Born in Ottawa in 1939, Margaret Atwood, whose books have appeared in 45 countries, is the author of over 50 works of fiction, collections of poems and critical essays, as well as graphic novels. In addition to The Handmaid’s Tale, now an award-winning and unanimously acclaimed series, she wrote Cat’s Eye, short-listed for the prestigious Booker Prize (England), 1989; Alias Grace, which took home the Giller Prize in Canada and the Premio Mondello in Italy; The Blind Assassin, winner of the Booker Prize, 2000; Oryx and Crake, short-listed for the Man Booker Prize, 2003; The Year of the Flood; MaddAddam; and Hag-Seed. She has received the Los Angeles Times Innovator’s Award and the Peace Prize from the German Publishers and Booksellers Association.
In 2019, she was inducted into the Fellowship of Honour for her services to literature. In the same year, she and Nigeria’s Bernadine Evaristo jointly won the Booker Prize for The Testaments and Girl, Woman, Other respectively, named the best fiction of the year written in English. It was the third time that two books tied for the award since it was created 50 years ago. Margaret Atwood lives in Toronto.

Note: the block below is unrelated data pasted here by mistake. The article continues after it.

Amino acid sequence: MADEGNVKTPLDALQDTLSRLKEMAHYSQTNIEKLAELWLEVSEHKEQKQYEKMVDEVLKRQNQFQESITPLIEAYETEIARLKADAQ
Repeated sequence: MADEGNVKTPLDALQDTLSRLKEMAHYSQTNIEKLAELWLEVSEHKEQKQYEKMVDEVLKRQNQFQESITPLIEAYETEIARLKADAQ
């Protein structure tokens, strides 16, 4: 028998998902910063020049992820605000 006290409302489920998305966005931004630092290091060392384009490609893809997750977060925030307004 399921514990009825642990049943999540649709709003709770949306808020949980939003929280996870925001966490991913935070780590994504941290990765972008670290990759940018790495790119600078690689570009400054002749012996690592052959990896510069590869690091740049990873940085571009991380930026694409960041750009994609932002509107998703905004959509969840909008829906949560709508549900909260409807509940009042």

The executive director of SILQ proudly announced: “The appearance of Margaret Atwood at the next Salon international du livre de Québec is a first signal of change for this event beloved by Québec City residents. This first major announcement is proof that SILQ intends to surprise, please, and expand its presence beyond the Québec City area.”
Meanwhile Pierre-Michel Bouchard, president and CEO of the Québec City Convention Centre, said: “We’re delighted whenever literature and culture take centre stage at the Québec City Convention Centre. The presence of this great writer in Québec City—the result of a new kind of partnership with Le Salon international du livre de Québec—is a milestone event that will stay with us for a long time.”
Québec City mayor Régis Labeaume also made a point of being present for the announcement. “As a UNESCO City of Literature, Québec is responsible for bringing literature to life, promoting it, and unleashing its full potential,” said mayor Labeaume. “It is an honour to be able to welcome great names in literature to our city and a unique opportunity for international dialogue. I am delighted to see the impact this designation is having on the vitality of our cultural and literary community. Québec City’s success is thanks to partners like you who make our city a lively, inspired, and inspiring literary capital.”
Marie Laberge is overjoyed to host the event. “What do I expect from this encounter? A chance to discuss, to bond, to unite our two voices to try to understand what it means to write. Without necessarily knowing where it comes from, to learn what keeps the flame to write alive. The passion, the need, and the patience that makes us write. Margaret Atwood wrote A word after a word after a word is power. That sentence alone makes me want to talk to her.”